+ All Categories
Home > Documents > Burrough 1981

Burrough 1981

Date post: 06-Apr-2018
Upload: maurobio
View: 219 times
Download: 0 times
Share this document with a friend
Embed Size (px)

of 3

  • 8/3/2019 Burrough 1981


    ~ :,i.9


    I 7


    2.8 3.2 3.6 4.0Wavelength (Jlm)

    FlI' 2 The 2.0-4.0 J.LIIl spectrum o IRS7. The solid curve is theestimated position of the continuum (see text). The dashed curve isthe July 1980 spectrum where it deviates from 'lhe May 1981


    bands stretching from 2.9 to 3.6 J.Lm.Two dominant bands lie at3.03 and 3.40 J.Lm,and have optical depths of 0.41 and 0.32respectively. The increased optical depth of the 3.4 J.Lmfeaturerelative to our previous resultl reflects the improved definitionof the continuum. This optical depth would be further increasedf the redness between 3.6 and 3.95 11mwere due to absorption

    rather than to the addition of cool dust.Figure 2 shows ali of the absorption features we believe to be

    real, and a few (marked?) which are less certaiu. The abtorptionclearly breaks up into many discrete features and two of these (at3.192 and 3.295 J.Lm)are quite narrow. Whilst the broad fea-tures centred at 3.03 J.Lmand 3.40 J.Lmpresumably arise in solidgrains, the narrow features may have a gaseous origino We havefound no convincing identification for either, although manyhydrocarbons have stretching absorptions in this spectral range.However, laboratory data are not available for even quitesimple, incompletely bonded molecules (for example CH3) suchas might be found in the interstellar environment. Quite narrow

    absorption bands are found in the absorption spectra of somesolids, such as methane4 and methyI alcohol'.

    Suitable data on the absorption properties of solid materiaIsare not available, and laboratory work is needed to match thepresent spectra. We see no evidence for water ice in the availabledata. The absorption band at 3.03 J.Lmis displaced from that ofwater (3.06 J.Lm)and is narrower. If water ice is present, itcontributes little to the absorption. Similarly, solid ammonia2.91 J.Lm)is not present. Molecules involving carbon and hydro-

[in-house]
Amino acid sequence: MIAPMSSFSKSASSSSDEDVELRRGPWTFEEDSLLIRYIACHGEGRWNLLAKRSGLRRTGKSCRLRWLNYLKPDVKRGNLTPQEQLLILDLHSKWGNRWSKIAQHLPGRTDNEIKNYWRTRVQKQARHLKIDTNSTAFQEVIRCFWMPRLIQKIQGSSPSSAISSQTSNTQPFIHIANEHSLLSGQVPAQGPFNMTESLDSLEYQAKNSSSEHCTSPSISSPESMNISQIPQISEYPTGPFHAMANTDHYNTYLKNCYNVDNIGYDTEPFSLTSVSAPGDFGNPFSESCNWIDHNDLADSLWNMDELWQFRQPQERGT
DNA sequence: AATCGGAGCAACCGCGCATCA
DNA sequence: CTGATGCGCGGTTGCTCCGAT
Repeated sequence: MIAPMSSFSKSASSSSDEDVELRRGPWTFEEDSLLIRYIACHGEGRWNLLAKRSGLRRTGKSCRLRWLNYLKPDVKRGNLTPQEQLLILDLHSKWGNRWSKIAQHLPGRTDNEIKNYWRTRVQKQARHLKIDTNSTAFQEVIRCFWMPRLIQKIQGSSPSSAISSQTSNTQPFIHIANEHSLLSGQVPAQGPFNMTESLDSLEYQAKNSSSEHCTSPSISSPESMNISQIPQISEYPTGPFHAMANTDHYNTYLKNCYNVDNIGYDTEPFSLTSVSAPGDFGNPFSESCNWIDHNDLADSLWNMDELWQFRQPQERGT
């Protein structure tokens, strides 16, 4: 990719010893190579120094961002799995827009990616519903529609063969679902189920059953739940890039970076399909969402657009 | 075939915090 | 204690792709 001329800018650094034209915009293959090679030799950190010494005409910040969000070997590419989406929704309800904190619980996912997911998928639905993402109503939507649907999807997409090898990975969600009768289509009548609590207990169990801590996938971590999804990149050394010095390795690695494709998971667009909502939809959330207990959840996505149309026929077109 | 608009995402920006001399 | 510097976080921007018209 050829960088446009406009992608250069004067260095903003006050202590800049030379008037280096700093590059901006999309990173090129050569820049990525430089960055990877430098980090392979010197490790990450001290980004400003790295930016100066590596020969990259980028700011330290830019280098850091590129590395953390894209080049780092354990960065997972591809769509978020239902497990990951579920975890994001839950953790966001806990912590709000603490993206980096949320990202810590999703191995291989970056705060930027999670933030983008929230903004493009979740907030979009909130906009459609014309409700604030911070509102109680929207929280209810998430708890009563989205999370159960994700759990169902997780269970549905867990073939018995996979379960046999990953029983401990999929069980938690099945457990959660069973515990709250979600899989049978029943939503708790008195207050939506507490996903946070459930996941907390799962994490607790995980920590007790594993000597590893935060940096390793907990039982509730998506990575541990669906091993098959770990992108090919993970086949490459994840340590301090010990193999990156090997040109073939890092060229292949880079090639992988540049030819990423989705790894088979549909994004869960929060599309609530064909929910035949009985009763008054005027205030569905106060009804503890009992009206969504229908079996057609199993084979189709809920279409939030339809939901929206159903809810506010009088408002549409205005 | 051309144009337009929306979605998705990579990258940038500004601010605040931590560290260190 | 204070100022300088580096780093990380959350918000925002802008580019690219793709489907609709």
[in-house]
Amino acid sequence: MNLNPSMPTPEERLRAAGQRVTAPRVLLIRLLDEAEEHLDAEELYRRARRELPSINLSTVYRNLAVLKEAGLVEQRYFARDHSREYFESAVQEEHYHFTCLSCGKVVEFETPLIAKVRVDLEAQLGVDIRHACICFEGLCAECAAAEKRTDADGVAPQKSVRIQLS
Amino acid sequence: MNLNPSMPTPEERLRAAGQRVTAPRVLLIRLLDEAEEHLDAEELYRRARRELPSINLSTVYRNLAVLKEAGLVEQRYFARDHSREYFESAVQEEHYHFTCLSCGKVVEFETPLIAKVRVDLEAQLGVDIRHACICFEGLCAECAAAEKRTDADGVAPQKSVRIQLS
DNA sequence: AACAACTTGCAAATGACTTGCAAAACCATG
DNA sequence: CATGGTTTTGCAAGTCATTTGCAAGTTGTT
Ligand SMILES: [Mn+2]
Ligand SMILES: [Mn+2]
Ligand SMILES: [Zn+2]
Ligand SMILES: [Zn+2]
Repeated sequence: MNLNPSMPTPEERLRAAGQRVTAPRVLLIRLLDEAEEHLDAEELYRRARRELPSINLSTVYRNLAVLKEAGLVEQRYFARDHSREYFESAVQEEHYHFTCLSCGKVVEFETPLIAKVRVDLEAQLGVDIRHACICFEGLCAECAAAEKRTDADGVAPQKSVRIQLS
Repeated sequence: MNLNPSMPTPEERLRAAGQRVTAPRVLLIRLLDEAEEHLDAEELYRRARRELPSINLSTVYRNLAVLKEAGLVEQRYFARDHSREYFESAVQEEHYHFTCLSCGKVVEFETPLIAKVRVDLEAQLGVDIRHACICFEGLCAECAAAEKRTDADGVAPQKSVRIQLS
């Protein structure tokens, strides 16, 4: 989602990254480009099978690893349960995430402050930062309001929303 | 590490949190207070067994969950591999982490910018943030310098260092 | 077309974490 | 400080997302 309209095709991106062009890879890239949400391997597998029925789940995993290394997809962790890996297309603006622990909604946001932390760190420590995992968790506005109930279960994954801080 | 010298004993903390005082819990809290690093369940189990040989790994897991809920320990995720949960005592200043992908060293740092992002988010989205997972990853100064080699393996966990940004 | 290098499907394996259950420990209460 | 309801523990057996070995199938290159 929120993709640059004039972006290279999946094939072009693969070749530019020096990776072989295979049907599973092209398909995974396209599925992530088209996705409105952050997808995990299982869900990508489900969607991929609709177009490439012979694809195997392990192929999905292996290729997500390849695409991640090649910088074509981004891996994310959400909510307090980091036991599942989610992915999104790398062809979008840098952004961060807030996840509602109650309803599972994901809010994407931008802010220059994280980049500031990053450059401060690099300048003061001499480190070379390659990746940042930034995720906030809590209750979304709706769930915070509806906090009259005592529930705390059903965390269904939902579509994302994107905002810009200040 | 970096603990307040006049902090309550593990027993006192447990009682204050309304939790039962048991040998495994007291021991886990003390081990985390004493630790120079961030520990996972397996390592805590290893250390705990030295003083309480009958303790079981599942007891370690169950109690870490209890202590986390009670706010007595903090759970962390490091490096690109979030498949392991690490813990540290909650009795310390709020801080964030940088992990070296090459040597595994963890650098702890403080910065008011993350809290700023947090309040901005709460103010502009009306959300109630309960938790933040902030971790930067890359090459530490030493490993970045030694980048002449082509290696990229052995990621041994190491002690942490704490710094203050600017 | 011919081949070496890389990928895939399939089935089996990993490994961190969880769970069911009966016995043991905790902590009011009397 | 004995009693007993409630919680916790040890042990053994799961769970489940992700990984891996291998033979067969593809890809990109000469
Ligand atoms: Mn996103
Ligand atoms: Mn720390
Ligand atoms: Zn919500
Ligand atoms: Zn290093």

gen, on the other hand, can produce absorption near both 3.0and 3.4 J.Lm,and are thus particularly attractive identifications.Organic molecules containing OH and NH bonds also cause .absorption near 3.0 j.l.m(refs 6, 7). The wavelengths of CH, NHand OH vibrations depend criti~ally on the composition of the

    olid and only a few cases' of astronomical interest have beendiscussed in the literature. The H bonded solid complex of H20,CH30H and NH3 (rel. 5) has a feature due to NH at 2.97 J.Lmbuthere is no correspondence with the rest of the spectrum.

    It has beeo suggested recentlyS, that surface functional groupsattached to reactive sites on small carbon graina may be respon-ible for the IR features seen in IRS7. Although'there are somenteresting wavelength coincidences (aromatic -CH (3.3 J.Lm),CH3 (3.4, 3.5 J.Lm),-CHO (3.5, 3.65 J.Lmno information

    has been given on band strengths and shapes to enable a detailedcomparison.

    We have Ipoked at published spectra of specific grain modelsnvolving organic polymers which could be possibilities for therganic component of interstellar frains. The polymer~like

    material in carbonaceous chondrites show absorption due toCH near 3.3 J.Lmand weak absorption at 3.0 J.Lm.Clearly thismaterial.will not produce a fit to the astronomical data even over